Brown splits them and is a safety away from six points. … I really wish Brown didn't go down so easily on this one; with Mathews blocking downfield a cut outside might make this a touchdown. … Brown runs through the flailing arms and is away for a good gain. … Brown splits the two linebackers, then jukes a safety(+1), picking up the extra five yards he needs for the first. … should try to bounce it all the way back behind Sheridan—Steve Slaton used to do that to good effect—but instead just runs into a bunch of dudes. … makes a sweet spin move to evade the rolled up corner and safety. Free of those two, he picks up the first down. Major + play from Brown here. … Brown is indecisive with the safety and gets taken down. [Ed. Note: after ten yards.] … Here's the season for you: Michigan runs against what's essentially a five man front, gets a vast gaping hole and will pop Brown into the secondary for somewhere between eight and a zillion yards, and Brown falls harmlessly to the turf three yards in the backfield.
Carlos Brown got out of the grave and turned in an excellent running day, though a series of slips and stumbles prevented him from breaking a long one, and that last zone stretch on which he turned a likely first down into third and thirteen was a killer.
That's consistent move-the-chains production from a guy we know has gamebreaking speed. Combine the two and you might have something resembling the top-50 player Brown was coming out of high school.
That's the trick though, that and not having a series of freak hand, ankle, groin, hamstring, thigh, spleen, and pancreas injuries that limit him to one 85-yard touchdown against Minnesota and a lot of dour, beslinged observation from the sideline. There's no time like the present for Brown to live up to the extensive recruiting hype and occasional 80-yard touchdown—he had another one in the spring game.
If Brown is healthy and if Minor is healthy at the same time, expect to see a heavy dose of two-tailback sets that allow Michigan to zone read in either direction, run plenty of triple option, and prevent opponents from teeing off towards one side or the other. Rivals actually ranked Minor as a fullback coming out of high school and last year Minor's occasional deployment as a lead blocker was effective, as this Michigan State defensive end can attest:
Unless, of course, he's still wondering why his legs are made of eels and the sky smells so prickly.
Backups And Whatnot
|Season's first TD|
|Gets tackled oddly|
With Sam McGuffie wisely choosing his ability to remember where he lives and Conference USA over a sophomore season at Michigan, Michael Shaw is other experienced option on the depth chart. Last year he did his best Brown impression, alternating impressive, zippy runs with groin injuries. He added some bonus freshman stuff, too: the occasional horrible decision that ended in a seven yard loss or fumble, either of which events ended with Rodriguez spittle arcing across the field.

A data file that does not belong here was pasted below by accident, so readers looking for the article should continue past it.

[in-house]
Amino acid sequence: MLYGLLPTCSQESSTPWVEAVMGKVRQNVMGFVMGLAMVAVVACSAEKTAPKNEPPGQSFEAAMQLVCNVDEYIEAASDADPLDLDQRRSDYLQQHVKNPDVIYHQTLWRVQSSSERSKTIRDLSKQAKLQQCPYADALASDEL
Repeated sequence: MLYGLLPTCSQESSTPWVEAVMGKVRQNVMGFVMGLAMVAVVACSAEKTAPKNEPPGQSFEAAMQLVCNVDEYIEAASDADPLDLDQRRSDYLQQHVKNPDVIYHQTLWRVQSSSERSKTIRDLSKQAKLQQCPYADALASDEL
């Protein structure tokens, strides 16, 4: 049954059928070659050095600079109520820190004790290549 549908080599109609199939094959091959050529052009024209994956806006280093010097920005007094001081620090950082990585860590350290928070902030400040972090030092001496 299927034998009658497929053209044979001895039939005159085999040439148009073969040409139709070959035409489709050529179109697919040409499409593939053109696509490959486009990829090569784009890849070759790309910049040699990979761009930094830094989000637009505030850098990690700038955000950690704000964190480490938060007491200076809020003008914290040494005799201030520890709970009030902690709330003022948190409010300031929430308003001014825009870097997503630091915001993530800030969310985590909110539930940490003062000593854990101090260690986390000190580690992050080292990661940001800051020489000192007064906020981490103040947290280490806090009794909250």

Like Denard Robinson, Shaw is made of dilithium, the winner of the 200, 4x100, and 4x200 at the Penn Relays his senior year of high school and a guy who was shocked when someone, anyone managed to track him down from behind once he broke into the open field:
"I broke a long run and got dragged from behind. It was then that I was like, 'I'm really hurting. I've never not been able to run, not been able to explode.' "
There was good reason for the slowdown, a groin injury that would eventually require offseason surgery for a "sports hernia." If Angry Michigan Running Back Hating God doesn't get involved again, Shaw should see extensive work as a slot-capable tailback on passing downs and all-purpose injury/fatigue backup as he's groomed for the (or, more likely, a) starting job in 2010. Somewhere between 50 and 100 carries at a high YPC and one or two runs where he goes so fast he mutates into a frog-like thing and everyone pretends it didn't happen afterwards would be a tantalizing sophomore year.
Past Shaw there's a cavalcade of freshmen in two groups. Group one—pounding Minor sorts—is Mike Cox. Cox is a redshirt freshman out of a New England prep school better known for producing hockey stars than football players. They only play nine game seasons; Cox was hurt for most of his senior year; no one scouted him before that because right New England prep school; then he redshirted. So, yeah, we don't know much about Cox. There have been erratic positive practice mentions that make the Minor comparison and suggest Michigan made the right choice when they went for Cox over instate star Jonas Gray, now at Notre Dame, after seeing the two side-by-side at camp. Cox should see some time spelling Minor, as Michigan doesn't have anyone other than him to pick up the thundermoose mantle.
Group two—spread ninjas—has two guys in it, both true freshmen. Ohioan Fitzgerald Toussaint was the higher-rated by the recruiting sites. He spent his senior year either shredding defenses for like 250 yards on 10 carries or getting swamped for like 40 on 20. There was little in-between. His highlight video is full of fancy jump-cuts and serious change-of-direction skills; he's slightly undersized but who cares, right? Toussaint's had some injury issues in fall camp and it sounds like Michigan is looking at redshirting him, which they obviously should since he's fifth string at best. Recruiting profile here.